A recent audit of D.C.’s Fire and Emergency Medical Services Department (FEMS) has revealed that many of the agency’s vehicles are inoperable or unfit for service. The audit found that only 56 out of 96 ambulances, 37 out of 53 engine pumpers, and 18 out of 26 ladder trucks are actually functioning and available.
The shortage also extends to EMS personnel. FEMS has only 245 paramedics, far short of its stated goal of 300. Paramedics on staff are working overtime shifts nearly every day, and only a third of operating ambulances have a paramedic on board. Fire Chief Kenneth Ellerbe has done little to correct this situation, claiming that understaffing is a result of paramedic shortages across the nation and that he is specifically trying to fill the positions with former military personnel trained in emergency care.
Over the past several months, a number of events have drawn the attention of District residents, news agencies, and local politicians to these shortages, including, delayed ambulance response times and a mechanical failure suffered by an ambulance that had been transporting a man shot by police during an attempted carjacking. In March, local news channels covered the story of a police officer who had been wounded in a hit-and-run attack and had to wait half an hour before an ambulance could arrive. The most recent incident occurred on June 10, when D.C. councilmember and mayoral candidate Tommy Wells paid a personal visit to the city’s 911 call center to find that there were only three ambulances that were not busy responding to calls or otherwise occupied.
Wells’s discovery quickly developed into a media dispute between the councilmember and the office of Mayor Vincent Gray. Wells claimed that the small supply of reserve vehicles was “unacceptable,” causing a spokesman for the mayor to fire back and accuse him of “fear mongering.”
Wells has made the startling shortages a key component of his mayoral bid, calling for an audit of the department after Ellerbe and FEMS staff misreported not only the total number of vehicles available, but also failed to disclose that a significant percentage of those vehicles were not actually in use. Lack of transparency as well as repeated discrepancies in estimates since an initial report was delivered last February have given Wells an opportunity to go on the offensive, declaring: “I will stay on this like a laser beam. They must be accountable to the public for the vehicles they have and the vehicles they have been budgeted for.”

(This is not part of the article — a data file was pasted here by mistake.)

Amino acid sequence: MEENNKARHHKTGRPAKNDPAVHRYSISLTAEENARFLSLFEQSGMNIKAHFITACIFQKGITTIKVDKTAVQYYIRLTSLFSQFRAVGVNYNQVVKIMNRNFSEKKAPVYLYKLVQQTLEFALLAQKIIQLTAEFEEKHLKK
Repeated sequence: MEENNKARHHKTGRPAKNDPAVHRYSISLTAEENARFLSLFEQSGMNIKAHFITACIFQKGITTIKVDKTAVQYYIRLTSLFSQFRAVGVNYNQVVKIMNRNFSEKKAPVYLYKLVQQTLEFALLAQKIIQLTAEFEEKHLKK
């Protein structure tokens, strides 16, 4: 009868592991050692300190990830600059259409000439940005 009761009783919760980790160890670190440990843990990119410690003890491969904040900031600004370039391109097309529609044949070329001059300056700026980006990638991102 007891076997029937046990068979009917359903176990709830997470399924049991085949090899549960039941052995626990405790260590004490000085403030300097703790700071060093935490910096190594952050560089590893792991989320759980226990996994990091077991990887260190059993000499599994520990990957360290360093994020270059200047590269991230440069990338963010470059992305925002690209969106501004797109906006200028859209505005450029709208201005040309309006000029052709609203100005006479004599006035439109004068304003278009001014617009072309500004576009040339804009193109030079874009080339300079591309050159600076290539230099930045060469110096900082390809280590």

According to Wells, the city council has provided the fire department with an extra $18 million in order to purchase new equipment, and yet the department has been slow to actually utilize the money. Union leaders from the International Association of Firefighters (IAFF), locked in their own political battles with Ellerbe, have also criticized him for maintaining staff vacancies that the department has more than enough funding to fill.
Rather than purchasing new equipment and hiring more staff, Ellerbe and Gray have consistently called for the implementation of a “redeployment plan” that they say would allow the city to have more resources at its disposal during peak call times. The redeployment plan focuses work schedules around “power shifts” geared toward addressing periods of high call volume while drastically scaling back on available personnel between the hours of 1 a.m to 7 a.m., when FEMS services would be in “low demand.” The end result of such a policy is to have FEMS staff work shorter but more frequent shifts.